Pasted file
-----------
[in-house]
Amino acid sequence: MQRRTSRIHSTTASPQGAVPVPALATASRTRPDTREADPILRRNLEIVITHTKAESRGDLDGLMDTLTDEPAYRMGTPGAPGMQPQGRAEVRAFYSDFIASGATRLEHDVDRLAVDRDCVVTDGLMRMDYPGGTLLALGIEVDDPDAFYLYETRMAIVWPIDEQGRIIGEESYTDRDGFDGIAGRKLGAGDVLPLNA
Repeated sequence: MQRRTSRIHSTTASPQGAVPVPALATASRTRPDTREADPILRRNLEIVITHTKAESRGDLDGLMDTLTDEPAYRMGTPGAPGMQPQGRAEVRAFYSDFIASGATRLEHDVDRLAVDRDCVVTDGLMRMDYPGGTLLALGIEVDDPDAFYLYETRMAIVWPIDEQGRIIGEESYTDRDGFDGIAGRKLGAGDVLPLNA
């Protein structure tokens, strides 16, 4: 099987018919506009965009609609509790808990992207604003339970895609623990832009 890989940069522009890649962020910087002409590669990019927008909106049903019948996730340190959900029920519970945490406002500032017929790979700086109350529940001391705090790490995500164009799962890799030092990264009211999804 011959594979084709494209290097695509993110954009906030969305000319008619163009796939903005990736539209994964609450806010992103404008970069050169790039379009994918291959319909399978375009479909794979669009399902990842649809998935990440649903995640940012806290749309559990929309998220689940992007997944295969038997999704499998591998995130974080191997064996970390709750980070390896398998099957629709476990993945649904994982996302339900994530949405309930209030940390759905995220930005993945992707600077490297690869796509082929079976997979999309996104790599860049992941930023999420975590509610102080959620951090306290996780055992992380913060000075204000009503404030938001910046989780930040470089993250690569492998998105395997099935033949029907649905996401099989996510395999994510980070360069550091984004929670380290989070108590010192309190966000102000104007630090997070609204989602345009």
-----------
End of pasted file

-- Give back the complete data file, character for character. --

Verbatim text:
[in-house]
Amino acid sequence: MQRRTSRIHSTTASPQGAVPVPALATASRTRPDTREADPILRRNLEIVITHTKAESRGDLDGLMDTLTDEPAYRMGTPGAPGMQPQGRAEVRAFYSDFIASGATRLEHDVDRLAVDRDCVVTDGLMRMDYPGGTLLALGIEVDDPDAFYLYETRMAIVWPIDEQGRIIGEESYTDRDGFDGIAGRKLGAGDVLPLNA
Repeated sequence: MQRRTSRIHSTTASPQGAVPVPALATASRTRPDTREADPILRRNLEIVITHTKAESRGDLDGLMDTLTDEPAYRMGTPGAPGMQPQGRAEVRAFYSDFIASGATRLEHDVDRLAVDRDCVVTDGLMRMDYPGGTLLALGIEVDDPDAFYLYETRMAIVWPIDEQGRIIGEESYTDRDGFDGIAGRKLGAGDVLPLNA
């Protein structure tokens, strides 16, 4: 099987018919506009965009609609509790808990992207604003339970895609623990832009 890989940069522009890649962020910087002409590669990019927008909106049903019948996730340190959900029920519970945490406002500032017929790979700086109350529940001391705090790490995500164009799962890799030092990264009211999804 011959594979084709494209290097695509993110954009906030969305000319008619163009796939903005990736539209994964609450806010992103404008970069050169790039379009994918291959319909399978375009479909794979669009399902990842649809998935990440649903995640940012806290749309559990929309998220689940992007997944295969038997999704499998591998995130974080191997064996970390709750980070390896398998099957629709476990993945649904994982996302339900994530949405309930209030940390759905995220930005993945992707600077490297690869796509082929079976997979999309996104790599860049992941930023999420975590509610102080959620951090306290996780055992992380913060000075204000009503404030938001910046989780930040470089993250690569492998998105395997099935033949029907649905996401099989996510395999994510980070360069550091984004929670380290989070108590010192309190966000102000104007630090997070609204989602345009």